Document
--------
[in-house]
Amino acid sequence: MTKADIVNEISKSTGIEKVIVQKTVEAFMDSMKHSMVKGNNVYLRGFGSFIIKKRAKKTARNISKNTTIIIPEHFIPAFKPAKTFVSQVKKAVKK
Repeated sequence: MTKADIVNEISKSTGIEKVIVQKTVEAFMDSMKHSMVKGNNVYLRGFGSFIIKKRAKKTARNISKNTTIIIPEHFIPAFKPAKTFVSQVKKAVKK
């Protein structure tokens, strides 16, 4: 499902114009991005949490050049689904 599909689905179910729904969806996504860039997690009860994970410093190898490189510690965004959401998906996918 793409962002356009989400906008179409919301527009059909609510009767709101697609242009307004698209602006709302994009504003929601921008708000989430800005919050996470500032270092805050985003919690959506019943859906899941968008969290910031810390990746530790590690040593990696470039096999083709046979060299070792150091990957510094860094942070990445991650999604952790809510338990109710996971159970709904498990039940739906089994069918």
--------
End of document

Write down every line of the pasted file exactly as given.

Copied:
[in-house]
Amino acid sequence: MTKADIVNEISKSTGIEKVIVQKTVEAFMDSMKHSMVKGNNVYLRGFGSFIIKKRAKKTARNISKNTTIIIPEHFIPAFKPAKTFVSQVKKAVKK
Repeated sequence: MTKADIVNEISKSTGIEKVIVQKTVEAFMDSMKHSMVKGNNVYLRGFGSFIIKKRAKKTARNISKNTTIIIPEHFIPAFKPAKTFVSQVKKAVKK
């Protein structure tokens, strides 16, 4: 499902114009991005949490050049689904 599909689905179910729904969806996504860039997690009860994970410093190898490189510690965004959401998906996918 793409962002356009989400906008179409919301527009059909609510009767709101697609242009307004698209602006709302994009504003929601921008708000989430800005919050996470500032270092805050985003919690959506019943859906899941968008969290910031810390990746530790590690040593990696470039096999083709046979060299070792150091990957510094860094942070990445991650999604952790809510338990109710996971159970709904498990039940739906089994069918």